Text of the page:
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NAPLES FLORIDA WEEKLY WEEK OF AUGUST 23-29, 2012 C5 MACARONI ROSA PENNE CARDINALE DI BEPPO 1893 SALAD CHICKEN GLORIOSO & MACARONI ROSA BACK BY POPULAR DEMAND! BACK TO BUCA WEVE B ROUGHT BACK A FEW CLASSICS FOR A LIMITED TIME! ANY PURCHASE OF $20 OR MORE$10off NAPLES8860 Tamiami Trail North 239.596.6662One coupon per visit per table. Minimum purchase of $20 required excluding tax, tip or gratuity. Must be presented at time of purchase. Not valid with any other offers or discounts. Unauthorized internet distribution, replication or resale is strictly prohibited. Not refundable or redeemable for cash. Not valid on banquet and group menus, alcohol, merchandise and purchase of gift cards. Offer must be surrendered upon redemption. VALID FOR DINE IN ONLY. Expires 9/30/12. Ope Dail for Lunc & DinnerBUCADIBEPPO.COM announced Aug. 31 on the NAA website, www.naplesart.org. A full list of Show of Shows exhibiting artists is available on the website. The exhibition will remain on display through Oct. 5. Regular hours at The von Liebig Art Center are 10 a.m. to 4 p.m. Monday-Friday. For more information, call 262-6517. ART SHOWFrom page 1 The fth annual Non-Juried, All Artist Member Show of Shows sponsored by the Naples Art Association>> When: Aug. 27-Oct. 5 >> Preview reception: 5:30-7:30 p.m. Friday, Aug. 24 (free for NAA members, $10 for others) >> Where: The von Liebig Art Center >> Info: 262-6517 or www.naplesart.org COURTESY IMAGESAbove: Art David Naples Pier Memorial Day 2011 digital photograph image composition Right: Anne Chaddock Carnavale in Venice watercolor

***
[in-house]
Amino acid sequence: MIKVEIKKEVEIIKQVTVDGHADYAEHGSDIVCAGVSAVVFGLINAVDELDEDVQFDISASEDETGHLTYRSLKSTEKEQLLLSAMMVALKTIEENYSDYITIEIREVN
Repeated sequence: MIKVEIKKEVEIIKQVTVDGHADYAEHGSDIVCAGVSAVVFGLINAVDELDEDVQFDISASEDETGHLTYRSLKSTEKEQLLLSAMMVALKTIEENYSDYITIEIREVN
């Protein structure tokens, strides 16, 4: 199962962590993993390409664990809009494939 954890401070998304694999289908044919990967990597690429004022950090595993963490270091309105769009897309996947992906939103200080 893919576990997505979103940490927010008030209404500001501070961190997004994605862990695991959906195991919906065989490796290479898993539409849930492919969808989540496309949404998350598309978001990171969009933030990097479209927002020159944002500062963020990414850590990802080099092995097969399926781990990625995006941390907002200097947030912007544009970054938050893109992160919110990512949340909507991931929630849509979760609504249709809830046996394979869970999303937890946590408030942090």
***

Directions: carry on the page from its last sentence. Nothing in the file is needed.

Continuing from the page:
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www.FloridaWeekly.com NAPLES FLORIDA WEEKLYC6 ARTS & ENTERTAINMENT WEEK OF AUGUST 23-29, 2012 The Show www.bobharden.comNews and commentary you can use to help you enjoy life on the Paradise Coast.Streamed live, Monday-Friday, 7-8 a.m. The show is archived for your listening convenience. Brought to you in part by like us on facebook WHAT TO DO, WHERE TO GO Theater Art of Murder By Theatre Conspiracy through Sept. 1 at the Alliance of the Arts, Fort Myers. A matinee begins at 2 p.m. Aug. 26. 936-3239 or www.theatreconspiracy.org.Five Kinds of Silence By The Laboratory Theater of Florida Aug. 24-25 at 1634 Woodford Ave., Fort Myers. 218-0481 or www.laboratorytheaterflorida.com. Thursday, Aug. 23 Wine Time Sample 8-year-old muscadet and 22-year-old bourgueil, among other wines, at the Loire Valley wine tasting from 5-7 p.m. at Bleu Provence and Bleu Cellar, 1234 Eighth St. S. The $12 charge covers wines and hors doeuvres. Stay for dinner and get a $10 credit on your wine check. Reservations: 261-8239.Jazz Jam Join Jebry and friends for a jazz jam from 6-9 p.m. at New York Pizza and Pasta. 11140 Tamiami Trail N. 594-3500. History Lesson Naples Backyard History presents Naples Then and Now, a lecture and aerial photography exhibit by Art Ullmann, from 6-9 p.m. Free. 1170 Third St. S. 774-2978 or www. naplesbackyardhistory.net. Margaritaville Tribute The Stage presents a Jimmy Buffet tribute show at 7:15 p.m. 9144 Bonita Beach Road. Bonita Springs. Call about more tribute shows on the schedule, including The Eagles, Neil Diamond and Fleetwood Mac. 405-8566. Open Mic South Street City Oven Bar & Grill hosts Frankie Colt and guests for open mic night starting at 9 p.m. 1410 Pine Ridge Road. 435-9333. Friday, Aug. 24 Florida Flick Sit back for a free screening of Wind Across the Everglades, starring Burl Ives and Peter Falk and filmed in and around Goodland, beginning at 1 p.m. at the Collier County Museum. 3331 Tamiami Trail E. 252-8476 or www.colliermuseums.com. Show of Shows The Naples Art Association at The von Liebig Art Center hosts a preview reception for its Show of Shows exhibition from 5:307:30 p.m. See story on page C1. Art Party An opening reception Infinite Mirror: Images of American Identity is set for 5-7 p.m. in the arts complex at Florida Gulf Coast University. 590-7199 or asturdiv@fgcu.edu. Back to School Bash The Collier County Sheriffs Office hosts a party for local kids at 6-9 p.m. at Sun-n-Fun Lagoon at North Collier Regional Park. The fun includes water slides, music, dancing games, roller-skating and more. Deputies will serve Sno-cones, popcorn and hot dogs. Say Cheese Celebrate American Artisan Cheese Month by sampling and learning about a variety of artisanal cheeses from creameries across the United States in a class from 6-7:30 p.m. at Whole Foods in Mercato. $10. Preregistration required. 552-5100 or www. wholefoodsmarket.com/naples. Rock n Roll Memories Brylcream performs A Tribute to Old Time Rock n Roll starting at 7 p.m. at The Islander Restaurant. 1093 N. Collier Blvd., Marco Island. 389-4545 or www. islandermarco.com. Saturday, Aug. 25 All That Jazz Enjoy a celebration of Dixieland jazz from 1-3 p.m. at The Norris Center, 755 Eighth Ave. S. 213-3049.Charity Slots A slot tournament from 1-9 p.m. at Seminole Casino Immokalee will benefit The Shelter for Abused Women & Children. $10 entry fee. www. seminolecasinoimmokalee.com.Dog Daze Hammond Stadium presents Dog Daze #5, including a pet expo and free Miracle dog leashes, as part of the Miracle vs. the Palm Beach Cardinals game that begins at 6:05 p.m. 14400 Six Mile Cypress Pkwy., Fort Myers. 768-4210.Jazz on the Beach New Groove City performs as part of the 27th annual SummerJazz on the Gulf series beginning at 7 p.m. on the lawn at the Naples Beach Hotel & Golf Club. The series continues Sept. 22 with Eight to the Bar. 261-2222 www .naplesbeachhotel.com. It Takes Two Brush up on your tango technique with a lesson at 7:30 p.m. and stay for milonga beginning at 8 p.m. at Repun Tango Naples. $15 per person. 1673 Pine Ridge Road. 738-4184. Favorite Hits Ron Stanley performs from 4-7 p.m. at Miromar Outlets. 948-3766 or www.MiromarOutlets.com. Sunday, Aug. 26 Happy Birthday, Marco Join the fun when the city of Marco Island celebrates its 15th birthday from noon to 3 p.m. at the San Marco Fire Department. All are welcome to enjoy familyfriendly games and refreshments. 1280 San Marco Road. 389-3917. Music Jam Freds Food, Fun & Spirits hosts a singer/songwriter workshop and jam session from 5-6:30 p.m., followed by The Notorious Band of Misfits from 7-10 p.m. 2700 Immokalee Road. 431-7928 or www.fredsnaples.com. More Music South Street City Oven Bar & Grill presents The Sheffield Crew beginning at 9:30 p.m. 1410 Pine Ridge Road. 435-9333 or www.southstreetnaples.com. Monday, Aug. 27 Make Arrangements Learn to make fall flower arrangements in a class from 1-2:30 p.m. at Whole Foods in Mercato. Vases, scissors and flowers will be provided. $10. Pre-registration required. 552-5100 or www.wholefoodsmarket.com. For the Cats Its Brigids Crossing Day at Barbatella, when the restaurant donates 25 percent of the price of every pizza served to the cat sanctuary in North Naples. 1290 Third St. S. 2631955 or www.barb atellanaples.com. Movie Time The Center for the Arts of Bonita Springs presents a screening and discussion of The Grocers Son beginning at 7 p.m. $8. 26100 Old 41 Road. 495-8989 or www.artcenterbonita.org. More Movies The Fort Myers Film Festival presents TGIM: Thank God for Indie Mondays with host Eric Raddatz at the Sidney & Berne Davis Art Center in downtown Fort Myers. Doors open at 6:30 p.m. and the movie starts at 7 p.m. Tonights show: Journey to Jamaa, the story of brother and sister orphans who travel across Africa in search of their remaining family. $5. www.fortmyersfilmfestival.com. Jazz and Dancing Take to the dance floor as Jebry jazzes things up from 6-9 p.m. at Mongellos. 4221 Tamiami Trail E. 793-2644. Tuesday, Aug. 28 Painting Classes Christine George instructs an oil painting class at Rosen Gallery & Studios, 2172 J&C Blvd. $85 per class. Reservations required. (727) 560-8264. Meet artist Madelon Grosky, whose Take One Step at a Time is above, during the opening reception for the Summertime Blues exhibit from 6-8 p.m. Aug. 24 at The Sweet Art Gallery. Also featured in the show, which hangs until Sept. 21, are works by abstract expressionists Nancy Siebert and Marilyn Crawford. Free. 2054 Trade Center Way. 597-2110.